More and more churches are being led into emotionalism and not Biblical Truth, and, as a result, these congregations have no spiritual power of discernment. They are willing to compromise Biblical truth for emotionalism and experience as they are taught to seek after a god who is not the God of the Bible. (Justin Pierce, The Importance Of Truth and Standing Against Apostasy)
The matter of origins … is absolutely critical to all human thinking. It becomes critical to how we conduct our lives as human beings. Without an understanding of origins, without a right understanding of origins, there is no way to comprehend ourselves. There is no way to understand humanity, as to the purpose of our existence, and as to our destiny. If we cannot believe what Genesis says about origins, we are lost as to our purpose and our destiny. Whether this world and its life as we know it evolved by chance, without a cause, or was created by God, has immense comprehensive implications for all of human life.
(John MacArthur, Creation: Believe It or Not, Part 1)
We must think of suffering in a new way, we must face everything in a new way. And the way in which we face it all is by reminding ourselves that the Holy Spirit is in us. There is the future, there is the high calling, there is the persecution, there is the opposition, there is the enemy. I see it all. I must admit also that I am weak, that I lack the necessary powers and propensities. But instead of stopping there . . . I say, ‘But the Spirit of God is in me. God has given me his Holy Spirit.’ . . . What matters . . . is not what is true of us but what is true of Him. (I highly recommend – Spiritual Depression: Its Causes and Cure)
The Word of God well understood and religiously obeyed is the shortest route to spiritual perfection. And we must not select a few favorite passages to the exclusion of others. Nothing less than a whole Bible can make a whole Christian.
Quoting Justice Joseph Story:
“Marriage is … in its origin a contract of natural law… It is the parent, and not the child of society; the source of civility and a sort of seminary of the republic.”
Christ laid down His life for us even though we did not believe in Him, nor were able to believe in Him. He died for us, not as believers, but as sinners. Christ died to make sinners into saints while we were utterly without strength. Charles H. Spurgeon writes:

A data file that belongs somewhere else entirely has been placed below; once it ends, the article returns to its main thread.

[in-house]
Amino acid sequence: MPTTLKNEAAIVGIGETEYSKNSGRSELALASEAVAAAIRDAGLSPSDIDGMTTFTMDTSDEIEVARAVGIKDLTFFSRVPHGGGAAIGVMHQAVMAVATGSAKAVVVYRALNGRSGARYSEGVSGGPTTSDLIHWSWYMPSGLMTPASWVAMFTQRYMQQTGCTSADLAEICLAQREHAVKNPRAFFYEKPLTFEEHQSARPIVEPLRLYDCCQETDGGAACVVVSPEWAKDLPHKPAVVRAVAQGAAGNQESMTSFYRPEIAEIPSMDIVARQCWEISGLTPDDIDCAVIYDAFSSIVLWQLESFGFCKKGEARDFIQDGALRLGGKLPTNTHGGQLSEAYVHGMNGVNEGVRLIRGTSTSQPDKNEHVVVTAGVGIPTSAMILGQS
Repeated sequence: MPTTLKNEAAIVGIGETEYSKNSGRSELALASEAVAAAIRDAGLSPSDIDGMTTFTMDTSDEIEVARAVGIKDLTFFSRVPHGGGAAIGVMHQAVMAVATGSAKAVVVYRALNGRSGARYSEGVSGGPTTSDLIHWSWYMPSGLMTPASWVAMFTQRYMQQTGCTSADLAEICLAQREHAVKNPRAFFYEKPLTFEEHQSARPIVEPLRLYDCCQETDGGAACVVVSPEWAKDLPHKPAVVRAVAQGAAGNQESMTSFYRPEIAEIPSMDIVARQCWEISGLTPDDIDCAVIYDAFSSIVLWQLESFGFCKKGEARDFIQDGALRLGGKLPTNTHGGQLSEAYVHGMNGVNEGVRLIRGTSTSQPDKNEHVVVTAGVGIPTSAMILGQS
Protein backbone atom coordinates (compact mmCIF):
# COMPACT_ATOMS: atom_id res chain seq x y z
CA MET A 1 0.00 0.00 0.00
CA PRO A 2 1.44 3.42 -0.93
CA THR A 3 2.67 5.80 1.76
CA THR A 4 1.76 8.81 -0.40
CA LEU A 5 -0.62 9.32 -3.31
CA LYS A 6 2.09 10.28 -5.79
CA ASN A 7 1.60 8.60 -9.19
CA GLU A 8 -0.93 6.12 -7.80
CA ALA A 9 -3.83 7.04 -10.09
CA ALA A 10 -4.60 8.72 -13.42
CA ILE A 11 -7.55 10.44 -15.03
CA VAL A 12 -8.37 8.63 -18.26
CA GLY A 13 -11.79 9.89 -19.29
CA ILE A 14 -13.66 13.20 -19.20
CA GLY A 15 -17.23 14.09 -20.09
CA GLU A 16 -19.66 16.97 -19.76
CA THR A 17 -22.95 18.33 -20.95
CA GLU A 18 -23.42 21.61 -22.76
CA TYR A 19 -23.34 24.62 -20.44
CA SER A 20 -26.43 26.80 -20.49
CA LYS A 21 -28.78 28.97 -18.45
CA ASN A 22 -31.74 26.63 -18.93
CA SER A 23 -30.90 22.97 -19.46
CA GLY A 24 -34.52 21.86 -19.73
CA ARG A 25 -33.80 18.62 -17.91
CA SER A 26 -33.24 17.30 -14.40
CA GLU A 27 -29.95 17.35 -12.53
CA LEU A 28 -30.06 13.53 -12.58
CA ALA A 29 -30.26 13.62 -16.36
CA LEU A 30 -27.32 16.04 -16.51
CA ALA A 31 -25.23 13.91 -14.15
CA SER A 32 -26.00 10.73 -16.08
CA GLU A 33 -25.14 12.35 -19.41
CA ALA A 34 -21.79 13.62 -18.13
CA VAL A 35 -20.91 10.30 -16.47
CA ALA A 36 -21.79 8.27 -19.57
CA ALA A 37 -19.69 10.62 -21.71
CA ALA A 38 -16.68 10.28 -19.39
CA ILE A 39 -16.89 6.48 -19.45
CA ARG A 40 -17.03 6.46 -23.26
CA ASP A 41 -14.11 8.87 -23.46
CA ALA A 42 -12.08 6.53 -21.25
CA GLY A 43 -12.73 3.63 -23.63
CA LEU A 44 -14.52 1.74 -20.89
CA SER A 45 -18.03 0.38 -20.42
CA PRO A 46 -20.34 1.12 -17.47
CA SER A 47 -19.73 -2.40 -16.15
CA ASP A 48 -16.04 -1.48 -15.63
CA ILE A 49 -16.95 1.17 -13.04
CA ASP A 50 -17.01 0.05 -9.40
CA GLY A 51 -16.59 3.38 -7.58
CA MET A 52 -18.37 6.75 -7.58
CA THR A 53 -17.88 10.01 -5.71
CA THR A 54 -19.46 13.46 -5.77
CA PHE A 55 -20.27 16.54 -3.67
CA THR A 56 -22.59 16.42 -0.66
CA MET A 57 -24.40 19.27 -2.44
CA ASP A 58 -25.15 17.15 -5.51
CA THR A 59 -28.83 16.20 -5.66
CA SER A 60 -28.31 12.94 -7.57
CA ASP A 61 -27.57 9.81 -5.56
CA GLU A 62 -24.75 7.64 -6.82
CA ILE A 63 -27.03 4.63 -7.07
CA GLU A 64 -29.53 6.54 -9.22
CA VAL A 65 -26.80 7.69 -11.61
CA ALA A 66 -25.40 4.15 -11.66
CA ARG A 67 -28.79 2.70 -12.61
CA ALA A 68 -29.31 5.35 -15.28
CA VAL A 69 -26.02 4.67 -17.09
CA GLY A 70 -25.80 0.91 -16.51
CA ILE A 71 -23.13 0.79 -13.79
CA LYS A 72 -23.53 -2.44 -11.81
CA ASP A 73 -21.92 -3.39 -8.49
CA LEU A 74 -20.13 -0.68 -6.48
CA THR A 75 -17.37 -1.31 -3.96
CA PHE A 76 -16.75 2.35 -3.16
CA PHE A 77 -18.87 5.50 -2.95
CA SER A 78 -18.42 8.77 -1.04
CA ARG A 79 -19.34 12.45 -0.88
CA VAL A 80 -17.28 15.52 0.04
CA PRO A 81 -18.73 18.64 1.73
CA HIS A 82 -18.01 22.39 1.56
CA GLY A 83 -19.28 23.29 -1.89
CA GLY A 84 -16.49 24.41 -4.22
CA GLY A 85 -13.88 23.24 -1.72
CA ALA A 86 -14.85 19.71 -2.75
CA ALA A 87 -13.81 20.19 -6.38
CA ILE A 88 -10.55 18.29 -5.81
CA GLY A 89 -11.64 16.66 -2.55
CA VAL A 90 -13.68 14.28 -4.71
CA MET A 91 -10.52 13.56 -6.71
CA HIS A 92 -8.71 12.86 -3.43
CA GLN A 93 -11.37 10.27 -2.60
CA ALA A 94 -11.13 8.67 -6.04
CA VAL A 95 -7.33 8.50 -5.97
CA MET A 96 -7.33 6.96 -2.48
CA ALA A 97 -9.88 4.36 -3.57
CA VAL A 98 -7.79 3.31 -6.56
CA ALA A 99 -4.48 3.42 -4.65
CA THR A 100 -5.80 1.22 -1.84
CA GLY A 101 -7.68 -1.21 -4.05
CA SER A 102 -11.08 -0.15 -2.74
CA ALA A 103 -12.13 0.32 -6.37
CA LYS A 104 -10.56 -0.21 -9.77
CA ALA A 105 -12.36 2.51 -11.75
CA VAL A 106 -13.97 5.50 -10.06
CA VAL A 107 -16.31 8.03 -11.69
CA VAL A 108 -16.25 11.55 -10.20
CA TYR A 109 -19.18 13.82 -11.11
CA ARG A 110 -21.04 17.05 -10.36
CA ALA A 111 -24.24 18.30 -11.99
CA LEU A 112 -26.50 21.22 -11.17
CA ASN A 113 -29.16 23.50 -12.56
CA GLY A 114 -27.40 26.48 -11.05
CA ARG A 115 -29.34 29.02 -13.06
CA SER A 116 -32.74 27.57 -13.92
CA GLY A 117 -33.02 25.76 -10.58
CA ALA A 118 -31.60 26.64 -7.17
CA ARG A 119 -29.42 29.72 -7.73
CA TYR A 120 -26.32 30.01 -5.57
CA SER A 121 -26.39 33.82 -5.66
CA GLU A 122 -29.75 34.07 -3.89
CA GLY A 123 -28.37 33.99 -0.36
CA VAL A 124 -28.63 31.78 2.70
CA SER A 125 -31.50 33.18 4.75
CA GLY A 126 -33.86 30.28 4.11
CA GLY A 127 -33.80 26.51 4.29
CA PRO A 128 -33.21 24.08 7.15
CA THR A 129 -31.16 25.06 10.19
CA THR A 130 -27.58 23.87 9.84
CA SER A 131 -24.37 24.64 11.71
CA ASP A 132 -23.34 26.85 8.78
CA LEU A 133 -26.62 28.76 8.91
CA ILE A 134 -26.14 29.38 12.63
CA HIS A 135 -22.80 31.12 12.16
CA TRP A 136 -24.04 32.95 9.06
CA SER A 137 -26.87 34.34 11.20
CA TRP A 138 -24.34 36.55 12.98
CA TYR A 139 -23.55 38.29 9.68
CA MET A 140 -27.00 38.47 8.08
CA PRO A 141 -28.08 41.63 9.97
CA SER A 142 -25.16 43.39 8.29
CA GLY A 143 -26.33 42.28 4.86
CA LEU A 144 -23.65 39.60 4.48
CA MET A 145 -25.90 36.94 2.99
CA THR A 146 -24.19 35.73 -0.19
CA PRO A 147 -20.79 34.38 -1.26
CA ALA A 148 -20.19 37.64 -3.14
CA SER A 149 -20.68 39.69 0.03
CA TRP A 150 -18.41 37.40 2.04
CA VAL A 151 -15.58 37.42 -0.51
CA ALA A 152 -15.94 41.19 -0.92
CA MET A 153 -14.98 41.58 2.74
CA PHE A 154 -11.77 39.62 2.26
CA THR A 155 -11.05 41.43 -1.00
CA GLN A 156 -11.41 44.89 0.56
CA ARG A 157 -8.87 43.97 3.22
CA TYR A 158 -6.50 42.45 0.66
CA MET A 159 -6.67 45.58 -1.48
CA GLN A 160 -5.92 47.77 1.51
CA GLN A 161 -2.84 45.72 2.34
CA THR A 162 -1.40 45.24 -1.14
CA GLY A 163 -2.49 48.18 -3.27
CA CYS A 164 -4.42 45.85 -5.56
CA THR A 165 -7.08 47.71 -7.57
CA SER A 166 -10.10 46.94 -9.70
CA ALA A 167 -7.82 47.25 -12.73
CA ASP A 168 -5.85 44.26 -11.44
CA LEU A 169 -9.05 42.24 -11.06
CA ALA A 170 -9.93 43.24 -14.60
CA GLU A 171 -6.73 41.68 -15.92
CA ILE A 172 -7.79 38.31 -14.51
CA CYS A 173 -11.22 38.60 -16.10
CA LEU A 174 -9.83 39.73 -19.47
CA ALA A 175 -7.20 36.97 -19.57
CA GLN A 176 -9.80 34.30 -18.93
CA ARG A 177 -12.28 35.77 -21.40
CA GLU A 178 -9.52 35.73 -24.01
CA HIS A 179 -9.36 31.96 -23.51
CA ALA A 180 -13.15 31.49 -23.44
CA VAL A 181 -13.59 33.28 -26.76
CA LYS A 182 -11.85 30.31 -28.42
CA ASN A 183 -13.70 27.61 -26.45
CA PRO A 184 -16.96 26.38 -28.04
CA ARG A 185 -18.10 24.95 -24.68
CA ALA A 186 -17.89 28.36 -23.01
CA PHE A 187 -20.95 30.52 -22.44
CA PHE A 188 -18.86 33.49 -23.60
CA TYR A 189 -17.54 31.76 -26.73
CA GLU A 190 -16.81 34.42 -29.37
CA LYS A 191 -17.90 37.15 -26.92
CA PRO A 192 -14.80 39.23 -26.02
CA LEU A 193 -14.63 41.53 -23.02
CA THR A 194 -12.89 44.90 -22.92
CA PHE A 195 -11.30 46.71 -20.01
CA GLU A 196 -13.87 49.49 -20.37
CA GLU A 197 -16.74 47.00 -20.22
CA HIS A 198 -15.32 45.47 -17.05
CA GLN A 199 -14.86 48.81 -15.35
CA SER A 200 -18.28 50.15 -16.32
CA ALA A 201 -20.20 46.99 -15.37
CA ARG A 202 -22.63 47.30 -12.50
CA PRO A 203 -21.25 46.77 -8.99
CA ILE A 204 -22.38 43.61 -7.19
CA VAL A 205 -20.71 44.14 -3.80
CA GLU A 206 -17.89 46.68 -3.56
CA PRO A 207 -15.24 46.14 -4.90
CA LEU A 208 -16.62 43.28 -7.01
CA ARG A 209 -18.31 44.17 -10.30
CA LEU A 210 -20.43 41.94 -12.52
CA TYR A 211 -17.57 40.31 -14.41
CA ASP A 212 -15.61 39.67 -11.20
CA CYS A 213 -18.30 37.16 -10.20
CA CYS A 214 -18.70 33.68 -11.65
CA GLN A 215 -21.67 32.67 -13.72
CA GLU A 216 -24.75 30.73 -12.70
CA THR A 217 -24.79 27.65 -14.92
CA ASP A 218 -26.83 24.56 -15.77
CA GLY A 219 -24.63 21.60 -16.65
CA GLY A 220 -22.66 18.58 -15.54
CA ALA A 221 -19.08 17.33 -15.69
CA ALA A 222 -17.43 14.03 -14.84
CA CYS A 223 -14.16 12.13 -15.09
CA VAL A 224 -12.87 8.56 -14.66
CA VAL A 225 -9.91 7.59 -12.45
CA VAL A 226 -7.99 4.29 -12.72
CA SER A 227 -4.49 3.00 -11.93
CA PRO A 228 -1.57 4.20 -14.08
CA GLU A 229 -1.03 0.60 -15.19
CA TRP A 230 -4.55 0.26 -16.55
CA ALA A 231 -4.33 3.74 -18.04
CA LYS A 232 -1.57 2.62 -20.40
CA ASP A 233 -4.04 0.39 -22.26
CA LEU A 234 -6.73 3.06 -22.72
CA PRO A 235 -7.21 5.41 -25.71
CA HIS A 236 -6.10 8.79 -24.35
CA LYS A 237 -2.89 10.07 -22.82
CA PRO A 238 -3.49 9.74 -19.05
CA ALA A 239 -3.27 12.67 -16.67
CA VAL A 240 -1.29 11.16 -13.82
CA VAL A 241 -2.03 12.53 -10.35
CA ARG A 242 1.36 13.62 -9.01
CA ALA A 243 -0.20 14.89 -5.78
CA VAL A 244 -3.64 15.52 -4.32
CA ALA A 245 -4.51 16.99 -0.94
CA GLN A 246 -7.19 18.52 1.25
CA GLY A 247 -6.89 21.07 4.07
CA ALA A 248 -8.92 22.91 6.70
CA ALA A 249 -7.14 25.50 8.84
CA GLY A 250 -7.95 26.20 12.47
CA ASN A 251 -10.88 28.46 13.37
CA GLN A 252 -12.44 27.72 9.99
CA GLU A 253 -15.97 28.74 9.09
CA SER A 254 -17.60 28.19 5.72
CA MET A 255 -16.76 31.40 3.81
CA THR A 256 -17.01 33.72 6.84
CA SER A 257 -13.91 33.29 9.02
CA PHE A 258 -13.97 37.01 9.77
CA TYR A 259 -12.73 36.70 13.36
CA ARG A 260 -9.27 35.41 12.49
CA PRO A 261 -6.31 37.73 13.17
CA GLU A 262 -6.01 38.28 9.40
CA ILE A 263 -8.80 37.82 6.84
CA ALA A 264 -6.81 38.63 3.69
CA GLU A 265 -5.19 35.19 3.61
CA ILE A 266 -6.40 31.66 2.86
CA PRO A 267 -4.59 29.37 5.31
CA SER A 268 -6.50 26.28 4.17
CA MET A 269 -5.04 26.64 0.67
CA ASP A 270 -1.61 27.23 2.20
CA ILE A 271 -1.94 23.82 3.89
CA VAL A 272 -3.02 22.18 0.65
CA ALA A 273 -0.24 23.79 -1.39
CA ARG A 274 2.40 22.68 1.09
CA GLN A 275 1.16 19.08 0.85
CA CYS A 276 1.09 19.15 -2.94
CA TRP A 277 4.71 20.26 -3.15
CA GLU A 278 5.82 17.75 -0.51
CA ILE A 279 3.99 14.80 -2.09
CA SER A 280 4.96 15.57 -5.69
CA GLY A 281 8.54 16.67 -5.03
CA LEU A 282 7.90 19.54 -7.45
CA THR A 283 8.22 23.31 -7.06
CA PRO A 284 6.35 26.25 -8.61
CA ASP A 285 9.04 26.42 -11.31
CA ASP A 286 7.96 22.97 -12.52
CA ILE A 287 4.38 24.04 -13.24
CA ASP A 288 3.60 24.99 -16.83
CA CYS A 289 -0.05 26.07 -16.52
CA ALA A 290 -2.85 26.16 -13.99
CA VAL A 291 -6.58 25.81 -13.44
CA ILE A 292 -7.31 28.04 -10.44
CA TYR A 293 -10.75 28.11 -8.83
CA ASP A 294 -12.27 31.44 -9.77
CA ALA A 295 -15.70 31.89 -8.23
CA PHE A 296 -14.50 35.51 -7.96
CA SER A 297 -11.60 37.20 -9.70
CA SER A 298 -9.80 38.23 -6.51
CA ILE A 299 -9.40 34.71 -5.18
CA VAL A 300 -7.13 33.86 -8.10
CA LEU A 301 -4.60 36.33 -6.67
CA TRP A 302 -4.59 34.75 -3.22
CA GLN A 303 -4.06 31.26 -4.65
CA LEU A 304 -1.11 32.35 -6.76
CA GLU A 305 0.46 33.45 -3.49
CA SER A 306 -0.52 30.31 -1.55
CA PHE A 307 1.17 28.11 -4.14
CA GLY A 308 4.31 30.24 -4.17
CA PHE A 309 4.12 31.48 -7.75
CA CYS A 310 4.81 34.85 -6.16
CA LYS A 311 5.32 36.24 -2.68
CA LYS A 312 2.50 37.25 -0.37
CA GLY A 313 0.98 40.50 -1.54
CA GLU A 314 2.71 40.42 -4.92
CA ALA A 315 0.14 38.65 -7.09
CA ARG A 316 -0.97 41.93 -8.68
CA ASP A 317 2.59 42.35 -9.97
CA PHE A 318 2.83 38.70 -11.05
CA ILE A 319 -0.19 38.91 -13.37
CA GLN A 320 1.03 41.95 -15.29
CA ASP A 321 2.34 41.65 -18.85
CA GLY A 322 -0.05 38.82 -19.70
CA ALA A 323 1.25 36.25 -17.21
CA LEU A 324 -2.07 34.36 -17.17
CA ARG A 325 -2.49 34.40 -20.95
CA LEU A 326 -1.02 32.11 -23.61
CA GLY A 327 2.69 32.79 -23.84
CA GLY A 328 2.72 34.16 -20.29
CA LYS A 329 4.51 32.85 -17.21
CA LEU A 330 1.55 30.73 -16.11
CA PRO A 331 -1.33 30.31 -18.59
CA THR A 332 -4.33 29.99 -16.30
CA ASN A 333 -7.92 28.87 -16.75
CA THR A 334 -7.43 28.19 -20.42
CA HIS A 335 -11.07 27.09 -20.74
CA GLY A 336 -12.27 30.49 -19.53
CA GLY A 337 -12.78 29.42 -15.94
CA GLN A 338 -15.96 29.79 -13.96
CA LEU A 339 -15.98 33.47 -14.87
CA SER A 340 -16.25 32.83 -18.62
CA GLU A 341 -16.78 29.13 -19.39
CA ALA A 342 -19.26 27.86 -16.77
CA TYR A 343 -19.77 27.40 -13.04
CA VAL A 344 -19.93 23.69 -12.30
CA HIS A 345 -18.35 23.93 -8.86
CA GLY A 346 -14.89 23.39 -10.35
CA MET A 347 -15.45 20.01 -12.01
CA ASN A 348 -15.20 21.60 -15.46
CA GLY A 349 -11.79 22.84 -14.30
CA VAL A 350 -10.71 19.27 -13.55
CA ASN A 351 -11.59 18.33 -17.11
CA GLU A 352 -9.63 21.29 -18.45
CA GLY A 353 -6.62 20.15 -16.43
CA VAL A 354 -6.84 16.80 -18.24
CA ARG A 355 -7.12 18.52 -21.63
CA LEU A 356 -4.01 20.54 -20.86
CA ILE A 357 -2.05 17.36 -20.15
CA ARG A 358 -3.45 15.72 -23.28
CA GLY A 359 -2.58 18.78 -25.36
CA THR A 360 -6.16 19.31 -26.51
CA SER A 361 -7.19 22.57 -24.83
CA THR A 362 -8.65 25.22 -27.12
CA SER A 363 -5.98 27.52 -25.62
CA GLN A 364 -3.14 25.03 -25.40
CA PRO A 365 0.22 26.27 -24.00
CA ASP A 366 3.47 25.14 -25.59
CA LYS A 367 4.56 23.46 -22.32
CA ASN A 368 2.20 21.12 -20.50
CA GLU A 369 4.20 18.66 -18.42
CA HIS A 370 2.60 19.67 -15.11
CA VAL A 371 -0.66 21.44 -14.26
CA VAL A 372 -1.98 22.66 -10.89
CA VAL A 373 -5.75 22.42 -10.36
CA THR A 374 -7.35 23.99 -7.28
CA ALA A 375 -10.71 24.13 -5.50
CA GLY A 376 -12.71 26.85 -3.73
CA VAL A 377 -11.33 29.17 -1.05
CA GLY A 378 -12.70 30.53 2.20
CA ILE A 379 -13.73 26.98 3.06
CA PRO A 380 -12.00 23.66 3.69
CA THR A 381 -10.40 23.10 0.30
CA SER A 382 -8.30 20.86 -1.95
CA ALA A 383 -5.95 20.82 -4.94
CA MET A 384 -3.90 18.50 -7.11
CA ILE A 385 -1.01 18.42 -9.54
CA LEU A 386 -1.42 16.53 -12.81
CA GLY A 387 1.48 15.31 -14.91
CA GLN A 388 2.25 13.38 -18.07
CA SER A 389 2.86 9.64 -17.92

For while we were still weak, at the right time Christ died for the ungodly. (Romans 5:6 ESV)
I have heard another [man] say, “I am tormented with horrible thoughts. Wherever I go, blasphemies steal in upon me. Frequently at my work a dreadful suggestion forces itself upon me, and even on my bed I am startled from my sleep by whispers of the evil one. I cannot get away from this horrible temptation.” Friend, I know what you mean, for I have myself been hunted by this wolf. A man might as well hope to fight a swarm of flies with a sword as to master his own thoughts when they are set on by the devil. A poor tempted soul, assailed by satanic suggestions, is like a traveller I have read of, about whose head and ears and whole body there came a swarm of angry bees. He could not keep them off nor escape from them. They stung him everywhere and threatened to be the death of him. I do not wonder you feel that you are without strength to stop these hideous and abominable thoughts which Satan pours into your soul; but yet I would remind you of the Scripture before us—“When we were yet without strength, in due time Christ died for the ungodly.” Jesus knew where we were and where we should be; He saw that we could not overcome the prince of the power of the air; He knew that we should be greatly worried by him; but even then, when He saw us in that condition, Christ died for the ungodly.